Progress made on finally fixing Kingsweston Iron Bridge as plans are lodged

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Bristol City Council is investing £1m in the project ot fix the bridge between Blaise and Kings Weston estates

A £1-million plan to finally fix Kingsweston Iron Bridge, which shut in 2015, has made major progress this month.

The historic footbridge was closed seven years ago after a lorry driver drove into it, leaving walkers cut off from Blaise and Kings Weston estates. A second lorry drove into it in 2018.

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But now Bristol City Council has applied for planning permission to reinstall and raise the eight-metre long bridge, marking a milestone in efforts to repair and reopen it.

Writing on Facebook, Mayor Marvin Rees said: “We’re investing £1 million to fix Bristol’s Kingsweston Iron Bridge, after it was hit by a driver who didn’t stop. Support our plans to reinstall the bridge in a raised position, before they’re voted on by the planning committee.”

The Grade-II listed bridge was built around 1820 and crosses over the busy Kings Weston Road. Previous efforts to repair it stalled after Historic England raised heritage concerns, and then no funding could be found for the works. But in February this year, Conservative councillors persuaded the mayor to include £1 million in this year’s budget for the bridge.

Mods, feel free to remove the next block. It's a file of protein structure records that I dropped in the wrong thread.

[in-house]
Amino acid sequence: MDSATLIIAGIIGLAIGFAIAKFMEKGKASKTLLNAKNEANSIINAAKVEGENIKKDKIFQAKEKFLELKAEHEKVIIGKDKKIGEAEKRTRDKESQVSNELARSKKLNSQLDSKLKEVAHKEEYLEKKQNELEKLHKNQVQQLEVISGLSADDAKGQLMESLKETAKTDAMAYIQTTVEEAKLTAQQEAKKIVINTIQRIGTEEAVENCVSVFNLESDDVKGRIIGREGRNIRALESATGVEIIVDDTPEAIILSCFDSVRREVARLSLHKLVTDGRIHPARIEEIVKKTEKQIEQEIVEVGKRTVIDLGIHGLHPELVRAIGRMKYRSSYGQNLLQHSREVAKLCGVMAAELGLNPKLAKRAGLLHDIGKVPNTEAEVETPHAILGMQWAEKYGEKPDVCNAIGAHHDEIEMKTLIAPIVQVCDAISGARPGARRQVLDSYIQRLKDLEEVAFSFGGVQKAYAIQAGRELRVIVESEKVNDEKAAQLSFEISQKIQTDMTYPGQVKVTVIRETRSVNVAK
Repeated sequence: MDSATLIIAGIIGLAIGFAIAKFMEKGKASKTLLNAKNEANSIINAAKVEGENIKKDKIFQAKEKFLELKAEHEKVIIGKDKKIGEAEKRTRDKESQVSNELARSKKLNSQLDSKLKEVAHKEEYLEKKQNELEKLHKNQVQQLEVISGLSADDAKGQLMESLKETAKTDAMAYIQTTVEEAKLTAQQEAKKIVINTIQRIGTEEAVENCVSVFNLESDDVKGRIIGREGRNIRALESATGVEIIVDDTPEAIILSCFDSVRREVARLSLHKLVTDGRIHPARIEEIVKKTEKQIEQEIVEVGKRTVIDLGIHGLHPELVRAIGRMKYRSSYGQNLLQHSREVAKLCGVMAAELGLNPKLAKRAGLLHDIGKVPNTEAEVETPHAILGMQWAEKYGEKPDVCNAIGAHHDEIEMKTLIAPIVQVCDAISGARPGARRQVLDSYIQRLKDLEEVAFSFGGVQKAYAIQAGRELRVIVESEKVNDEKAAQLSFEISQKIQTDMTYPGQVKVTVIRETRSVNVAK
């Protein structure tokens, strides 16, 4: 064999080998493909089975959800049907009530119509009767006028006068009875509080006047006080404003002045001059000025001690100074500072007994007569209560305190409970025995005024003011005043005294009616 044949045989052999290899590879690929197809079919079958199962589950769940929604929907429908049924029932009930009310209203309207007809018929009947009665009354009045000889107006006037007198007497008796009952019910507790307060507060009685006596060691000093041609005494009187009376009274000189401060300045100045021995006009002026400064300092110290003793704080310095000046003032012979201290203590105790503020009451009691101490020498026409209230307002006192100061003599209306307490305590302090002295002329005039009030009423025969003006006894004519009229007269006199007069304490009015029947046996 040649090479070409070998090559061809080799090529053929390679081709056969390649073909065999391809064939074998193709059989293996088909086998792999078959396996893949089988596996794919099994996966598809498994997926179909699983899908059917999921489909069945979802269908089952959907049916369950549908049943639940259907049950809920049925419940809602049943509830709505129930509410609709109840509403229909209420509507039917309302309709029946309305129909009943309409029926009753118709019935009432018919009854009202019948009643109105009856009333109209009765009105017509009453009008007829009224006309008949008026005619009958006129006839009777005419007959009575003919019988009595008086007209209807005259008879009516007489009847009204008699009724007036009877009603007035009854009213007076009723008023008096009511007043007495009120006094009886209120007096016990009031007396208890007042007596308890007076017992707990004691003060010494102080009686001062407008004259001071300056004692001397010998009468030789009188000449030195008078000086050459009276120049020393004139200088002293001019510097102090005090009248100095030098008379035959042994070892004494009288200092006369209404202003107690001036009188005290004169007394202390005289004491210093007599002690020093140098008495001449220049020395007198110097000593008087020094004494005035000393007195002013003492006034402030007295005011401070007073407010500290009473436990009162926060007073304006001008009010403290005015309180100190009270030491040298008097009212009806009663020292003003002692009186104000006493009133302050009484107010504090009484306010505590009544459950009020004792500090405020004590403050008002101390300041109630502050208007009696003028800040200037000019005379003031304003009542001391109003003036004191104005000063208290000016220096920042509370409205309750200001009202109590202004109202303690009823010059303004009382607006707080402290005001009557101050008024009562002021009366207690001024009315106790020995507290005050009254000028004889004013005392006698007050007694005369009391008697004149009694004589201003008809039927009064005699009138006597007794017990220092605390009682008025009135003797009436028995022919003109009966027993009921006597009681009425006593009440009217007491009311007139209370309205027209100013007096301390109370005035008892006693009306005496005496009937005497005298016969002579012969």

The Iron Bridge connects Kingsweston House and Blaise Castle.The Iron Bridge connects Kingsweston House and Blaise Castle.
The Iron Bridge connects Kingsweston House and Blaise Castle. | Google

The repair plans are now out for public consultation, and need planning permission before any works can begin. If the plans are approved, the council would raise the bridge by just over one metre and install new stone access steps. Raising the structure should protect it from any more lorries crashing into and damaging it.

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Contractors would first dismantle the damaged bridge, repair it off-site, then reassemble it on-site and install it at the same location, but one metre higher. According to planning documents, designers looked at installing wheelchair-friendly ramps to access the raised bridge, but ruled this out as too damaging to the historic surroundings.

A design and access statement said: “Due to the fall in ground levels away from the bridge, significant ramp structures 20-metres in length would be required. These long ramps, with guard rails, would add very substantial costs to the works, while having a significant adverse visual and physical impact on the adjacent listed terrace wall.”

Full details of the works can be found on the council’s website using the reference: 22/02249/FB. Several neighbours have written to the council’s planning department, supporting the plans.

One said: “I hugely welcome fixing this footbridge. I regularly need to cross the main road near the bridge with my toddler and dog, which often feels unsafe due to the speed of the traffic. It would be so much safer for us to cross over into Kings Weston using a dedicated footbridge.”

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